But commercially speaking, the world did not seem to care. The 2010 leg of Maiden’s tour rolled out ahead of the album’s release and only incorporated El Dorado in a set that was primarily focused on their post-2000 output as a counterweight to the retro set of the previous tour. In 2011, more The Final Frontier tracks would be worked into the set, as Maiden set out on another Ed Force One campaign titled Around The World In 66 Days. But although the tour was a great success in terms of attendance, it was also notable for being the point where many fans and critics started to feel that a certain setlist sameness and production anemia was setting in.
Some memorable highlights were captured on the En Vivo! (2012) live album and concert video, but the Iron Maiden juggernaut did not seem to inspire quite the same energy and excitement as we had gotten used to over the past ten years or so, and particularly the 2005-09 run of touring concepts that mixed the hardcore old with the uncompromising new. One of very few songs from The Final Frontier that was a welcome addition to the set was the soaring ballad Coming Home:
The lack of one or two less predictable deep cuts in the set, and the presence of too many predictable mainstays like The Trooper, 2 Minutes To Midnight and Fear Of The Dark, created a worry that Maiden’s second golden age was running out of fuel for invention. It was not quite the case, but the next History tour would aim a bit higher than it delivered.
MAIDEN ENGLAND, AND RECONQUERING THE WORLD
When Iron Maiden had first risen to the top, in the 1980s, it had everything to do with manager Rod Smallwood’s long-term planning, and also the fact that Maiden took their business as seriously as their music. Smallwood later said, “We had strong merchandising from the word go. If we hadn’t, we couldn’t have toured the way we did.” The fact that Maiden raked in money from clothes and collectibles with Eddie on them made it possible to subsidise touring to a greater extent than other artists would be able to, and thus to reach more people on the road that would buy more Maiden albums and merchandise.
Smallwood had established Sanctuary Management to take care of Maiden’s business, and in 1982 he enlisted his friend Andy Taylor to co-manage them. Eventually the company would grow and diversify into a huge and sprawling organization for artist management and record production, but both Smallwood and Taylor would be forced out in the wake of Sanctuary incurring massive losses in the period from 2004 to 2007. The duo later set up Phantom Music Management exclusively for managing Maiden, announcing their renewed dedication to being Maiden-obsessed in early 2012.
In the period of ups and downs during their Sanctuary era, Smallwood and particularly Taylor had been part of developing the structure of the modern music business. Nose-diving record sales after 2000 gave traditional record companies a strong incentive to diversify into other areas of the business, and Sanctuary would be one of the forerunners in embracing this change. In what is generally labeled the 360 degree model, a company would now offer more comprehensive support to an artist than a traditional record company would have done, in return for taking a cut of revenues in all areas of activity.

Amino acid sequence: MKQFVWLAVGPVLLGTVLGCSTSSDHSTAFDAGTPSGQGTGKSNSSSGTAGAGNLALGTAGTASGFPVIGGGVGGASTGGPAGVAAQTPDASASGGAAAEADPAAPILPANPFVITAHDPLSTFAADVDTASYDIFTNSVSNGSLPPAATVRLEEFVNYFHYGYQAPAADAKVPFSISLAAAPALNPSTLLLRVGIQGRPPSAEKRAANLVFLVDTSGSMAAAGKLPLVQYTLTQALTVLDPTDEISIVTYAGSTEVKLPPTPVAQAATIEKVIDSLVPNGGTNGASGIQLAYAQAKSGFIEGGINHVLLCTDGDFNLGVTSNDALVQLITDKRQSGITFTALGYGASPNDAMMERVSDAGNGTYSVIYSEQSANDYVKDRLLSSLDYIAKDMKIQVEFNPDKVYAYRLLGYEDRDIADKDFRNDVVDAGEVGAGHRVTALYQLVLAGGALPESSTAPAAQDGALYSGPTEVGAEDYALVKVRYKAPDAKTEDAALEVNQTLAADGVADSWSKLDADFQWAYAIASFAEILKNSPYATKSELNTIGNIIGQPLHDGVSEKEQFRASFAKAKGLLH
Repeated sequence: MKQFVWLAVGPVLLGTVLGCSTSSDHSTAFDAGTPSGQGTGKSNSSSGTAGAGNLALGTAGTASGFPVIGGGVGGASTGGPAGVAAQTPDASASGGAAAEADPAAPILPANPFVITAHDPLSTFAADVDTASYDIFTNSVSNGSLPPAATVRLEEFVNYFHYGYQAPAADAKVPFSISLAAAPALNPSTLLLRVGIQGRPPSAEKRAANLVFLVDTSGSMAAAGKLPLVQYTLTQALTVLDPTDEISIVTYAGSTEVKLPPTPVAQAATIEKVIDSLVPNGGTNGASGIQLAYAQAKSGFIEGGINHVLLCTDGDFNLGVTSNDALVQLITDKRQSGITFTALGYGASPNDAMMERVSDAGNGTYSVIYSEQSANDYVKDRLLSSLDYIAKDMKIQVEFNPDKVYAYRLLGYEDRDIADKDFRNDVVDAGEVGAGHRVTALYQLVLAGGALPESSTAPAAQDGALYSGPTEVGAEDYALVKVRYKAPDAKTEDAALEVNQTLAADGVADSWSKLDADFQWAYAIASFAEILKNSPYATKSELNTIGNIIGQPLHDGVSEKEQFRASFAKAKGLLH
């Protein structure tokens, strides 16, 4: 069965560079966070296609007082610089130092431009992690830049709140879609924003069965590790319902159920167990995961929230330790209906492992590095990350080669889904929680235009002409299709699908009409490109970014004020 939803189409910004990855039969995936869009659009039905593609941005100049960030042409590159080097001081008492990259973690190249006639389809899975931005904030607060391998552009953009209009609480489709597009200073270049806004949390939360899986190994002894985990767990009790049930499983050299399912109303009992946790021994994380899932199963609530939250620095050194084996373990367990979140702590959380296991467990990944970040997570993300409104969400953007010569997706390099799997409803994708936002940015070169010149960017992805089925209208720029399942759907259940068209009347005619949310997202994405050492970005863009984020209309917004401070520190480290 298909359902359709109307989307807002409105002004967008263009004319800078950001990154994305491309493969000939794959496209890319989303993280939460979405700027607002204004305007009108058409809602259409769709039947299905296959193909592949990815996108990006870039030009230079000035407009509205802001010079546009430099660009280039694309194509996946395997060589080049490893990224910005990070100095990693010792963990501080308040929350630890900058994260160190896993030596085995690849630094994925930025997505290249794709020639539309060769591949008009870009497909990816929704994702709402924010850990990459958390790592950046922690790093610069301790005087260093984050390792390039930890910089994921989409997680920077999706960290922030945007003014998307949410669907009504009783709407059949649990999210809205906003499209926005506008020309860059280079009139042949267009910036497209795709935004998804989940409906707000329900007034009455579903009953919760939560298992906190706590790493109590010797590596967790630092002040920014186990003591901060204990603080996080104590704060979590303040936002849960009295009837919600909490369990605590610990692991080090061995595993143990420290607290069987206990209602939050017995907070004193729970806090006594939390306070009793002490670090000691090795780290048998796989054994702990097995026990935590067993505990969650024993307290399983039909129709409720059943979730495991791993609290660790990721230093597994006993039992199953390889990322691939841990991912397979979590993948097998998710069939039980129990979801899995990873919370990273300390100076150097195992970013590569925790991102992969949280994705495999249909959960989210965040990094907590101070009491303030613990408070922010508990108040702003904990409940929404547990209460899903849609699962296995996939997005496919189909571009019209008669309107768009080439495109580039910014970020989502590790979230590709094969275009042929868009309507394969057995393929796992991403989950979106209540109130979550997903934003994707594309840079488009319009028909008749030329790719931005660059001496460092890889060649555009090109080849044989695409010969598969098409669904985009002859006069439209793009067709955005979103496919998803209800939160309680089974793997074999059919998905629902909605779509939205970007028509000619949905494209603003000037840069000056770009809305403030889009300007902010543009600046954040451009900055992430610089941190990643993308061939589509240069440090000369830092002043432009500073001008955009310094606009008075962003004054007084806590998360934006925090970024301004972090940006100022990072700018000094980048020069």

In short, this meant a new emphasis on touring over recording, taking advantage of the culture of music festivals worldwide and the vastly growing economies of Europe, North America and Asia to keep artists perpetually in front of much bigger audiences than what was common back in the Maiden heyday of the 1980s. The outcome for our favorite band: The gaps between new Iron Maiden albums would become wider and wider, while the income from touring and merchandising would make them, as well as their business partners, richer than ever before.
One of the business consequences of Iron Maiden’s climb back to the peak of rock in the period from around 2000 to around 2010, was visibly and audibly apparent to Adrian Smith when Maiden started their The Final Frontier tour in the USA in June 2010. The guitarist had been out of the band for most of the 1990s and had a unique point of view when he looked out at their audience.
“I noticed it when I came back to the band in ’99, that there were a lot of new fans in Europe but America didn’t seem to have changed. But on this tour there seems to be a lot of younger fans and the response has been a lot more European, if you like.”
Iron Maiden had not only succeeded in recapturing and expanding their fanbase in Europe, South America and Asia, but had also managed the achievement of reigniting their North American glory and attracting a new generation of fans in the notoriously tough and fickle market of the USA. This resurgence would be showcased when Maiden opened their next campaign, the Maiden England World Tour, with a North American leg in 2012.
It had been obvious since the postponement of the Maiden England DVD reissue back in 2008 that there would be another History tour. A modern recreation of the Seventh Son Of A Seventh Son stage production, very satisfying in terms of pyro but admittedly a little slim on the set design details that we expected, the tour was launched with a two-month jaunt through the USA and Canada in the summer of 2012. Europe and South America would then be visited in 2013, before a second European leg in 2014 made this the first Maiden tour to stretch over three calendar years.
As would be expected, Maiden opened their new show with Moonchild, included the long-ignored The Number Of The Beast track The Prisoner (as on the original 1988 tour and the classic concert video), and they set fans’ hearts racing with a modern-day rendition of Steve Harris’ monstrous title track from the Seventh Son Of A Seventh Son album: